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Fiber Optic Sights for Pneumatic Speargun

Thread Status: Hello , There was no answer in this thread for more than 60 days.
It can take a long time to get an up-to-date response or contact with relevant users.

Would you consider making a sight like this for your pneumatic gun?

  • Sure!

    Votes: 8 88.9%
  • Not worth the hassle

    Votes: 0 0.0%
  • Maybe, perhaps, not sure...

    Votes: 1 11.1%

  • Total voters
    9

Diving Gecko

shooter & shooter
Jun 24, 2008
1,698
461
188
Due warning - another long thread/build-log coming up.

So, as you may know, I have experimented with adding a fiber optic sight to my airguns in the past.
Why, one might ask? Fair question, I'd say. And though I wish I could group my shots within 5 cm at 5m - and do it pretty much instinctively - that's just not the case. I dive and hunt a few times a year and with the long breaks, I don't like to spend days each time to regain my aim.

So, I am hoping a fiber optic sight can help me a bit in that regard.
My first attempt was using an existing product made for shooting turkey with a shotgun. Please welcome the Truglo Gobble Dot Universal Dual Color (yup, nothing less does it...):
TG94D_L.jpg


The rear sight is tiny but the front sight is kinda OK. I think the rear fibers are 1.5mm and the front is 3mm total. They also make a version where the front is a solid red. These sets can be had, I think, for about USD 16 and are some of the cheapest fiber sights you can buy.

I ripped one off on my very first outing but then superglued the second one in place and that has held up nicely. I liked the idea enough that I wanted to make my own.

I would have loved finding a slightly thicker fiber than 3mm but the place I got mine from had nothing in between 3mm and 6mm. I am going with 3mm for now, as when handling the 6mm it just seems very bulky. That said, when placed at the front of a barrel and aimed at the imaginary fish on my wall (I have a whole school!) the 6mm dot actually doesn't obscure too much of the target. So from that viewpoint, 6mm is actually not too bad.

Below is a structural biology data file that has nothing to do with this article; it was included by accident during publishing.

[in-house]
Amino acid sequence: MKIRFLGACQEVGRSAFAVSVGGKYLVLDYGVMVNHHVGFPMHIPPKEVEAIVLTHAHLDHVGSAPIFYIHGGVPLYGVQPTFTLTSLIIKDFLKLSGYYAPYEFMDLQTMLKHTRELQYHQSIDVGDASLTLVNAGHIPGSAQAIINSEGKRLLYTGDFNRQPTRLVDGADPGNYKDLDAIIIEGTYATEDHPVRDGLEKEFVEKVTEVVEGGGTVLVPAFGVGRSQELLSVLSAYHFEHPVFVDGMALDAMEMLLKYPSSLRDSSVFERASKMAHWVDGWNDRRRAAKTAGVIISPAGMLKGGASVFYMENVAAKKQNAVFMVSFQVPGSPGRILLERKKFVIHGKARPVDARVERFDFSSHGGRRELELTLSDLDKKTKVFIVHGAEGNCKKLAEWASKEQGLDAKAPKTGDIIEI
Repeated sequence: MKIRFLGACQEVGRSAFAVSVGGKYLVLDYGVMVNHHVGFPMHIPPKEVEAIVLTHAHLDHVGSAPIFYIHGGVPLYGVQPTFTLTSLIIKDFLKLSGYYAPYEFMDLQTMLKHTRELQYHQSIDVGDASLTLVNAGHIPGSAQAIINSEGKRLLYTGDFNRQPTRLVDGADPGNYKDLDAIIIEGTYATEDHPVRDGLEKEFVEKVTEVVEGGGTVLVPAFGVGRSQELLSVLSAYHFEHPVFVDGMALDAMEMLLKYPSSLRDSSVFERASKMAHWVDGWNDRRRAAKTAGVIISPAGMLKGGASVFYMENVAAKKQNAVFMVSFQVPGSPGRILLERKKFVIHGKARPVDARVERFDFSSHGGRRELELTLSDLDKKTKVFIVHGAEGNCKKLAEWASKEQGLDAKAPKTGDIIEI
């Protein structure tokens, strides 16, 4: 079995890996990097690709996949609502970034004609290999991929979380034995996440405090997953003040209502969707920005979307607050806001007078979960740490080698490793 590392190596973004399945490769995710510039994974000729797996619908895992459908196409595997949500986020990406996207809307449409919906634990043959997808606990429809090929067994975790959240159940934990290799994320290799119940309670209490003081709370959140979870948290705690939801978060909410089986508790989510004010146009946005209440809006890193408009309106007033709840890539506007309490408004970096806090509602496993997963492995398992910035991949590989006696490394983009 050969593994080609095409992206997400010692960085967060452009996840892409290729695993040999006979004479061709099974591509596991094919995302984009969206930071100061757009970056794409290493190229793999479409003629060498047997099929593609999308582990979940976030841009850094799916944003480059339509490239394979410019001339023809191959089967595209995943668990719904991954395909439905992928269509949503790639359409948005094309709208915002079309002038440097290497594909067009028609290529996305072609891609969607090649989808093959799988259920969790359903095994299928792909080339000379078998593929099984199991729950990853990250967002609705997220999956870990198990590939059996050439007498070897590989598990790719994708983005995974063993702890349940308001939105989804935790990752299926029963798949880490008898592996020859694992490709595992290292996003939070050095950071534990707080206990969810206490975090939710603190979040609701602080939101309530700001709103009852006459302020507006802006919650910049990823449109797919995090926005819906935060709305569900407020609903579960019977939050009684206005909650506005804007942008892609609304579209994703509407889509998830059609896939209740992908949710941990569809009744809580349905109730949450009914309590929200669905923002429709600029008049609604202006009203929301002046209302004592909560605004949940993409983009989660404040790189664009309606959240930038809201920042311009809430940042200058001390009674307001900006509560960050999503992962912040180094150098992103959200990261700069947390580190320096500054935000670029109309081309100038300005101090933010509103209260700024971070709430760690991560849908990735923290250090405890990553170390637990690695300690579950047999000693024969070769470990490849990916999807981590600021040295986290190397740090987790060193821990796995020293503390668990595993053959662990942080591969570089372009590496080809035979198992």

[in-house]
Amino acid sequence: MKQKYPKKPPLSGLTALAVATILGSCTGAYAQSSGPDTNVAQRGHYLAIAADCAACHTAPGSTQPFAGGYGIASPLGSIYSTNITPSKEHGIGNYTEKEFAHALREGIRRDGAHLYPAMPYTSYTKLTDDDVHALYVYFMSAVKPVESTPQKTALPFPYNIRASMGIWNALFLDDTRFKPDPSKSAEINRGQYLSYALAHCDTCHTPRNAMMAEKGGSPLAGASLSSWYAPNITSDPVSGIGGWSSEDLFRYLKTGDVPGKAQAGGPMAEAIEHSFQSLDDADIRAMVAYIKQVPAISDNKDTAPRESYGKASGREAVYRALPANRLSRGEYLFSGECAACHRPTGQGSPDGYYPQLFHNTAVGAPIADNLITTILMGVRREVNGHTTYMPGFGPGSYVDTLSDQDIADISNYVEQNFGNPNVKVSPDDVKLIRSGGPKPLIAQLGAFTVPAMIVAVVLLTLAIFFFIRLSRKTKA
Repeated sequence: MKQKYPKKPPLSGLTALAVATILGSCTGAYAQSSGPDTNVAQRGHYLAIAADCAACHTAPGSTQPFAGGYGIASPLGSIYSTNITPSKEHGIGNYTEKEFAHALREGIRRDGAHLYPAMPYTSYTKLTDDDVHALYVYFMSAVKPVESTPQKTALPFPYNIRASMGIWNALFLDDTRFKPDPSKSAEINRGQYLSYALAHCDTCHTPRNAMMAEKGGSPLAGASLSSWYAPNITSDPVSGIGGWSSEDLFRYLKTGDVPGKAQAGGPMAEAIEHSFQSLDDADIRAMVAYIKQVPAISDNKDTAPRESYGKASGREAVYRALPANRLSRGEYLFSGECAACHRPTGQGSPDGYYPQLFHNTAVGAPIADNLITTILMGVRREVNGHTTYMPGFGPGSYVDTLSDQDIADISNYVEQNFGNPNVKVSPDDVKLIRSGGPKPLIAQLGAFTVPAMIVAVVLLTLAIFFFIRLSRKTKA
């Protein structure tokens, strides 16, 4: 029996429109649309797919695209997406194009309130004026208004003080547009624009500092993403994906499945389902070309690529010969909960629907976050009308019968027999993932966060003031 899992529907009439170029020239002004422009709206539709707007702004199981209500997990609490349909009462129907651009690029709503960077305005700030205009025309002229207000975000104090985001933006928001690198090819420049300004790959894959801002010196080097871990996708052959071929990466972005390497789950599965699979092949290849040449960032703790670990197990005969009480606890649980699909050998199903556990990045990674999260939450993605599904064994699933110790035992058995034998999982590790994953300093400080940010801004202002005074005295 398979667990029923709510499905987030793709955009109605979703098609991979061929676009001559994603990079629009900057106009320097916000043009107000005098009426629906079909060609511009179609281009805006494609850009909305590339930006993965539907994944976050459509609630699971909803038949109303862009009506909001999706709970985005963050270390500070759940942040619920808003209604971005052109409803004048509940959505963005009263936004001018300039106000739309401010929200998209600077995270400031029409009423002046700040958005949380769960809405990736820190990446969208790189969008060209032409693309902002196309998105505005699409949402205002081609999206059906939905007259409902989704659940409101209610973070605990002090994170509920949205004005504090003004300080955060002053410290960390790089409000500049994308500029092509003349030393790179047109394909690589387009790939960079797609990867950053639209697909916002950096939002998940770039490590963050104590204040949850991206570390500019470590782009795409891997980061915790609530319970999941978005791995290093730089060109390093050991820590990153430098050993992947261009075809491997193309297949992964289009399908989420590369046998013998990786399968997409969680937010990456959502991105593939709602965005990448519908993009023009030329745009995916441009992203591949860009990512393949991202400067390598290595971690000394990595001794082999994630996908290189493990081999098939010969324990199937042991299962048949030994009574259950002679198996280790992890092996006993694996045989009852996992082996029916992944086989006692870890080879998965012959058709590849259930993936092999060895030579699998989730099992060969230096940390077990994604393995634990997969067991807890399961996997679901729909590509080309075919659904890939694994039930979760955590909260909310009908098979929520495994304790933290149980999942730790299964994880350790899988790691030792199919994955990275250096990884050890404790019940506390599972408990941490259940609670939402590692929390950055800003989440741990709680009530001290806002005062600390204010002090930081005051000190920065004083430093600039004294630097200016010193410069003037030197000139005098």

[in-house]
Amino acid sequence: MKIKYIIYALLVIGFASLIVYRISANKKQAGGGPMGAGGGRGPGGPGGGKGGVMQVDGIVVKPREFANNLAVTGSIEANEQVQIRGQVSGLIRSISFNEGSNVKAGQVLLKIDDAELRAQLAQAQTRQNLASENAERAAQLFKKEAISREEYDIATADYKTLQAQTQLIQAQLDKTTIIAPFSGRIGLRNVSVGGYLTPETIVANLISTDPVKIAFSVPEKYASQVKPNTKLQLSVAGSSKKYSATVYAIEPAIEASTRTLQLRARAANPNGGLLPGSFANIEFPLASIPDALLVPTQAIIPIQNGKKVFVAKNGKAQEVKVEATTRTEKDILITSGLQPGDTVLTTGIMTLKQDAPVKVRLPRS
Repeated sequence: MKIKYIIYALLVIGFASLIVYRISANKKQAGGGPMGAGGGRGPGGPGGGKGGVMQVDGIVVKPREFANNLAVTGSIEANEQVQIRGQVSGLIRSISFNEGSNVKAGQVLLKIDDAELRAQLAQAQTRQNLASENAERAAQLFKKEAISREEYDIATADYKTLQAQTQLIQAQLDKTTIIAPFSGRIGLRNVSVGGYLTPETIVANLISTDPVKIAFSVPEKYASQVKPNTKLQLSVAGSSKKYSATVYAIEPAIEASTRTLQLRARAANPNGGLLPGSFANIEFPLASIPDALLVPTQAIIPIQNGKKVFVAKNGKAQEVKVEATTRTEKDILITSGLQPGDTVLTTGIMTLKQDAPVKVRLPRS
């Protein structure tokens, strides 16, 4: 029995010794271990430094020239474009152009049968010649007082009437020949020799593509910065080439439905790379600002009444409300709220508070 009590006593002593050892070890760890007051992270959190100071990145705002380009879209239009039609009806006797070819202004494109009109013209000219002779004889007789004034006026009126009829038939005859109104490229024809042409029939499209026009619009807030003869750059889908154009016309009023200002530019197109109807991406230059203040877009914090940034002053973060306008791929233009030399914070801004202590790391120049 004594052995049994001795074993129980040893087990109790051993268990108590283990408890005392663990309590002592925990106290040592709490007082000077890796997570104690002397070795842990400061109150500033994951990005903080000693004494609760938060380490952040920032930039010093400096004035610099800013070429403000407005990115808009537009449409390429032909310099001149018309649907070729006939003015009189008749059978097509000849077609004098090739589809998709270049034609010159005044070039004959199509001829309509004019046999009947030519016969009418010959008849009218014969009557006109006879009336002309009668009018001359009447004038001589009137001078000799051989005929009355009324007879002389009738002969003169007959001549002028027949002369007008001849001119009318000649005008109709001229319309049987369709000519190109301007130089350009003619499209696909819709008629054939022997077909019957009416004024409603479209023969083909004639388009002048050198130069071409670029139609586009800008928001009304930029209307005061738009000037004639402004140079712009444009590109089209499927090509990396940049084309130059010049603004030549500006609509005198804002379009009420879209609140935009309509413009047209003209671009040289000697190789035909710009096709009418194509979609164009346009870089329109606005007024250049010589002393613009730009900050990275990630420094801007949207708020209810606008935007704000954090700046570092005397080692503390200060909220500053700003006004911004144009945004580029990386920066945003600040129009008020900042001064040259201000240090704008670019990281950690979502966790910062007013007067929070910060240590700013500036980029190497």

I think the sweet spot is about 4mm. It will give a nice big dot to look at while still being small enough that the sight itself doesn't become too bulky physically. I might try to get some 4mm fibers from here or here.

But on to the build log. Basically I am imitating what Truglo did with the sights from above and embedding the fiber in a tube.
For the front, I went with a 5x3mm (OD x ID) poltruded carbon fiber tube. Going with the poltruded tube is not ideal as all the carbon is unidirectional along the length of the tube which means it can split quite easily in that direction as well. But we will see..

First I covered my carbon fiber tank in transparent packing tape. The tape will give a smooth release later on. I then used a bit of mold wax under the tank to make sure it didn't roll around and tacked the small tube for the sights directly onto the taped tank with superglue - checking the height from the table edge with calipers.
It makes sense to just do a long length of tube in one go and then cutting it up for multiple sights later on. Also, the longer length makes it easier to get it aligned properly.
FIBER OPTICS_V2_02_800PIX.jpg


Next step was to make a glue fillet on each side of the sight tube. This will give the sight a contoured base that will align easier and offer more area when glued onto the tank later on.
I would normally used thickened epoxy resin for this but wanted to experiment with some thick epoxy putty instead. This comes thickened in two parts and you massage them together. Normally the A and B parts have different colors, but this didn't so I added some black pigment. Adding it to one part first before mixing the two parts helps you see when you have mixed them sufficiently. Also, I wanted the final mix to be black.
FIBER OPTICS_V2_03_800PIX.jpg
FIBER OPTICS_V2_04_800PIX.jpg


I think the putty is a tad too thick to be ideal, but it did work out kinda OK. Next time, I will probably make my own and make it slightly less thick. The working time for this was pretty decent whereas some of them set up in a few mins, I probably had 15-20 mins with this brand.
Still, since I have not used this product before and was covered in putty and pigment, I didn't get to take pics of the gluing process.
But it's pretty easy, just make a small roll of putty and push it into the gap between the tube and tank. And then, here's the trick - soapy water is your friend! Splash a bit onto the glue and you can work it without it sticking to your fingers. Finally, find a rounded spatula of sorts with an appropriate radius and drag it along the seam to make a nice fillet. Again, add a bit of water when you do this.
The result will look something like this. Mine is a medium in the esthetics department. With a thinner putty and more care, you can make some very pretty fillets;-)
FIBER OPTICS_V2_06_800PIX.jpg

Once set, the packing tape makes it easy to lift it off.
FIBER OPTICS_V2_07_800PIX.jpg


For now, you can leave it on and use it as a guide when adding the rear sights (if you want rear sights). But I will get back to that later, as I work on the rear sights.
 
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Instead, I will jump a bit ahead in time (my rear sights are underway, so I could take off the sight tube and start working on it).